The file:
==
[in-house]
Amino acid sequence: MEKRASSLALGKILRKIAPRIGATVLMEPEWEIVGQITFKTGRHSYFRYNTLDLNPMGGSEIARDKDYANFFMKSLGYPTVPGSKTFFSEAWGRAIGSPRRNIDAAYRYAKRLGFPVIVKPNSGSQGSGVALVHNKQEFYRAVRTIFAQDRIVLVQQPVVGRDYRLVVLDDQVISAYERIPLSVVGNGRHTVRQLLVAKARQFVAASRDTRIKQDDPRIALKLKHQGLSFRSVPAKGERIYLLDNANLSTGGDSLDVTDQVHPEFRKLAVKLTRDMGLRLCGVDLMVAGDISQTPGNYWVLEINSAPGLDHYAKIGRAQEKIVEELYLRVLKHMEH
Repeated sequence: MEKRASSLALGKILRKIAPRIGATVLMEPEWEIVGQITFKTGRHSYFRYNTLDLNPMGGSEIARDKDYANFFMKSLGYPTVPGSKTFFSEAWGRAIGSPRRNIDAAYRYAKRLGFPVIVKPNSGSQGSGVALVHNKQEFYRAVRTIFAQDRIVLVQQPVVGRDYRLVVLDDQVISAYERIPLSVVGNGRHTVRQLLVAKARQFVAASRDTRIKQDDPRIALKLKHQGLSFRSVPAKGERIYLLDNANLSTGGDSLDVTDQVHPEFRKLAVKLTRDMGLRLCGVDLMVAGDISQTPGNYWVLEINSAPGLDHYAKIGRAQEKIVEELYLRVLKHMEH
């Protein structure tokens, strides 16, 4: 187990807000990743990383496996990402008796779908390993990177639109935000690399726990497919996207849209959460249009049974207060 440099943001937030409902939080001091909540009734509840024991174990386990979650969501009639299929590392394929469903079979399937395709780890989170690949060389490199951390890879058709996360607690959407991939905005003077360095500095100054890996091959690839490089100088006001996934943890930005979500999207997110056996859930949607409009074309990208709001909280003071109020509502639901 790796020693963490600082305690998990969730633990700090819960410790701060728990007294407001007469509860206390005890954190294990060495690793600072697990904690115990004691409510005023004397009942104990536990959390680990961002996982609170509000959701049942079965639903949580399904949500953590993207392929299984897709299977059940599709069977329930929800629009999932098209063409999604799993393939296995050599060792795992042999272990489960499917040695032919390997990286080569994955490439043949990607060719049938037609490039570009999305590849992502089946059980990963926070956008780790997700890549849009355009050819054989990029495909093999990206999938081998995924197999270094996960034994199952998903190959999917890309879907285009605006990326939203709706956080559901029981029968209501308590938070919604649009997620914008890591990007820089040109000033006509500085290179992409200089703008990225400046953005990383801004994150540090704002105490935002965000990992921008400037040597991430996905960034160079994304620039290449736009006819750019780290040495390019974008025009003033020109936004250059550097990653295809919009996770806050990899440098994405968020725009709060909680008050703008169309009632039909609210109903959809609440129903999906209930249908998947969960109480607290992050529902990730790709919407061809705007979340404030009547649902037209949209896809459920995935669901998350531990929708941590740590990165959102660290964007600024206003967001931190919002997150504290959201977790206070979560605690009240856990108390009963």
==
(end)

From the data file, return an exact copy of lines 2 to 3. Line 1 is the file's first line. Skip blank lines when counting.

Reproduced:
Amino acid sequence: MEKRASSLALGKILRKIAPRIGATVLMEPEWEIVGQITFKTGRHSYFRYNTLDLNPMGGSEIARDKDYANFFMKSLGYPTVPGSKTFFSEAWGRAIGSPRRNIDAAYRYAKRLGFPVIVKPNSGSQGSGVALVHNKQEFYRAVRTIFAQDRIVLVQQPVVGRDYRLVVLDDQVISAYERIPLSVVGNGRHTVRQLLVAKARQFVAASRDTRIKQDDPRIALKLKHQGLSFRSVPAKGERIYLLDNANLSTGGDSLDVTDQVHPEFRKLAVKLTRDMGLRLCGVDLMVAGDISQTPGNYWVLEINSAPGLDHYAKIGRAQEKIVEELYLRVLKHMEH
Repeated sequence: MEKRASSLALGKILRKIAPRIGATVLMEPEWEIVGQITFKTGRHSYFRYNTLDLNPMGGSEIARDKDYANFFMKSLGYPTVPGSKTFFSEAWGRAIGSPRRNIDAAYRYAKRLGFPVIVKPNSGSQGSGVALVHNKQEFYRAVRTIFAQDRIVLVQQPVVGRDYRLVVLDDQVISAYERIPLSVVGNGRHTVRQLLVAKARQFVAASRDTRIKQDDPRIALKLKHQGLSFRSVPAKGERIYLLDNANLSTGGDSLDVTDQVHPEFRKLAVKLTRDMGLRLCGVDLMVAGDISQTPGNYWVLEINSAPGLDHYAKIGRAQEKIVEELYLRVLKHMEH